- In general, hold the power on and skid through all the
corners as much as possible. At least 90 % of all corners
can be driven flat if your rider is good at curves.
- You just stop accelerating as long as you skid. Hence as
long as you're below maximum speed you should minimize
- Remember the Jackie Stewart method: Brake just before the
corner, point, accelerate through the corner from the
- Cutting the grass corners will help slow you down and
take corners sharper, but not too much or it's not worth
it (grass is an instant time killer).
- Go through easy (one arrow) corners by taking the fastest
line. There is no need to take off the power.
- Medium corners are shown by two chevrons/ arrows on the
corner. Go wide or cut in, and throw the bike hard into
the corner, aiming for the inside. When the bike begins
to skid you'll lose some speed, which can be helpful. If
you attempt the skid, don't bother releasing the power.
- Hard corners are often shown by red and yellow barriers
on the corner, but this is by no means a sure indication.
Either gear down, or tap the brake for two seconds by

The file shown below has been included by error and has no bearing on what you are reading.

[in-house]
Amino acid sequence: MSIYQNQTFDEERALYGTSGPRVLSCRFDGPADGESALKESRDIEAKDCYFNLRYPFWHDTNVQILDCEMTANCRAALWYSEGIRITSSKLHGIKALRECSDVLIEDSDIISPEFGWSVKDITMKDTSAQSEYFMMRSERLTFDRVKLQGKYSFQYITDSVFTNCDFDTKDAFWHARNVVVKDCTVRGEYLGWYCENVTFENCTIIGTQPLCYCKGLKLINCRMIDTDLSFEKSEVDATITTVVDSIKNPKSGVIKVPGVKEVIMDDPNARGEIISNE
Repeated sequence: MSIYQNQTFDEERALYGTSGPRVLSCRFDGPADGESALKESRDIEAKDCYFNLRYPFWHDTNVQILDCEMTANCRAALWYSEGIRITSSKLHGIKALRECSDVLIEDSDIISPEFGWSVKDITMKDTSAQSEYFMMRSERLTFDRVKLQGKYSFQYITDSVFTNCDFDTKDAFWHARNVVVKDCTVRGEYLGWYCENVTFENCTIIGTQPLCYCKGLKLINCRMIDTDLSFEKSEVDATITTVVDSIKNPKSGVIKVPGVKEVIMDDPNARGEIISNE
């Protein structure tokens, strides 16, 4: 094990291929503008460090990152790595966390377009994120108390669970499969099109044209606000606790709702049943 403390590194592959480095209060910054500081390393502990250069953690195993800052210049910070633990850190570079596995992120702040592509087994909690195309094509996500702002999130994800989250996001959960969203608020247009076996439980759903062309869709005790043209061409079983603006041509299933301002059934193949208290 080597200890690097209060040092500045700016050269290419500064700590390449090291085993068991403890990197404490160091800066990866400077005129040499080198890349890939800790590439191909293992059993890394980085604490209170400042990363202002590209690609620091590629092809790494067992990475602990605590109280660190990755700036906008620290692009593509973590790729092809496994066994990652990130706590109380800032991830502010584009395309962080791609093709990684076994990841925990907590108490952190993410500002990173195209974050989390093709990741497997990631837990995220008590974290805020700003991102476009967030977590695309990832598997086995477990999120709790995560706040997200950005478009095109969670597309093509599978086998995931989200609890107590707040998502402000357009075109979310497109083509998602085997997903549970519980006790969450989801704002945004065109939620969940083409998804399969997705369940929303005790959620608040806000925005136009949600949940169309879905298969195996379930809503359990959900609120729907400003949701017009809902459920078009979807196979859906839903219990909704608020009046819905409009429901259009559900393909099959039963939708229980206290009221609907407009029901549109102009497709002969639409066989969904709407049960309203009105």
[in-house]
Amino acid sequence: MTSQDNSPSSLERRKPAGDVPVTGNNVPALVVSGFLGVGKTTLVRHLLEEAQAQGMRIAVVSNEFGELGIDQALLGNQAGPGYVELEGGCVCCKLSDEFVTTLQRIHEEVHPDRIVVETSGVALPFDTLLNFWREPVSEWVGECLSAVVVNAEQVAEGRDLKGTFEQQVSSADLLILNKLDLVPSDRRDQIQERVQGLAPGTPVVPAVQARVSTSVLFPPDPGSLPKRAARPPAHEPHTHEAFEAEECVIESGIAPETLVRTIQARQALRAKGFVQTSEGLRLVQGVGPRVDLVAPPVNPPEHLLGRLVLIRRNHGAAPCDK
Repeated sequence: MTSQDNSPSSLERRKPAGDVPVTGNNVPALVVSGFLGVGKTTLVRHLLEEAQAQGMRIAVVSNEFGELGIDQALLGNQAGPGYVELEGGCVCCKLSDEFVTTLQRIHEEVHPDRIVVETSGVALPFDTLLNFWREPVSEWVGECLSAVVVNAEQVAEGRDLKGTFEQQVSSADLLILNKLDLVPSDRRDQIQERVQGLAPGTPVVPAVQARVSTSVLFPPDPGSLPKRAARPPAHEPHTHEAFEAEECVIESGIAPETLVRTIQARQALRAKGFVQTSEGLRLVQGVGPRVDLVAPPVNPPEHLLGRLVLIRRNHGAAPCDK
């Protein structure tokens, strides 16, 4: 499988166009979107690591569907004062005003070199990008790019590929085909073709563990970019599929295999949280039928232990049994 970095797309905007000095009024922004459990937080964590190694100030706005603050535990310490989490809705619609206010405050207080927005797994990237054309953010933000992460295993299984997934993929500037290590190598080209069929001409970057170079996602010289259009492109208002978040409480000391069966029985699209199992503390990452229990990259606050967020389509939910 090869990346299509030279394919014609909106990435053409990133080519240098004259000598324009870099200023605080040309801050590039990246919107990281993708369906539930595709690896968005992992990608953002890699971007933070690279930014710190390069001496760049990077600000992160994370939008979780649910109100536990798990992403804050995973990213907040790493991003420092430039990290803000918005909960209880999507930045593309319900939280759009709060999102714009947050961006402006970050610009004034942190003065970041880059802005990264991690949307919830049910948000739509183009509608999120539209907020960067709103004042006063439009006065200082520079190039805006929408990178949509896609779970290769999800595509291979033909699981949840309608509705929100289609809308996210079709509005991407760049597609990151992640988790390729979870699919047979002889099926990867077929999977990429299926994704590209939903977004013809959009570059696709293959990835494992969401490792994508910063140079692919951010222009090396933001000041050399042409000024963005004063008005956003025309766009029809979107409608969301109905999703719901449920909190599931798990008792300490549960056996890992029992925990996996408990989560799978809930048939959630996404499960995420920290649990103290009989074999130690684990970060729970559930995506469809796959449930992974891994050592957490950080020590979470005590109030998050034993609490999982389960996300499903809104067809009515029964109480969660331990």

holding down the left mouse button, or go for the skid
turn. Eight times out of ten you'll still make it with a
skid turn, but once or twice on a hard circuit you may
need to gear down or brake. Back on the power asap. As
said above, even three arrow corners can be taken at
'full skid' sometimes.
- I find the tyres warm up after a few laps and so
performance gets better. Try to survive until the 4th or
5th lap and then go for it.
- Anticipate other riders early. They won't crash into you
intentionally or weave much, but if you run into the back
of a guy on a corner that's just too bad.
- Playing Guide on YouTube
Hints for track #1 - Paul Ricard
|Do you have any hints for the two corners I've
highlighted on the right? I always break for them both. I
was wondering whether it's possible to do them any other
way, and also what kind of upside there is for using
manual gears (in terms of seconds per lap).
- For the first one (top-right) you have to break a
little, I usually get around it with a speed
somewhere between 270-290 km/h. For the second
one (bottom-left), start as far right on the
track as possible and flat out. Start breaking a
fraction after the sign appears (indicating the
left turn), turn as sharp as possible (you'll
have to learn the timing) and around the apex of
the corner (halfway through the hairpin) floor
it. If done right you should come out of the
corner (by the time you straighten up) with a
speed around 290 km/h or better.
The main advantage of manual gears is better
acceleration because you can rev each gear to maximum
before shifting. So on tracks with corners that
require shifting down gears you can maintain a higher
speed and reach top speed faster on exit. (members of the Lemon Amiga Forum and
English Amiga Board)
Hints for track #2 - Chiswick
- Select manual gears and Michelle. Start off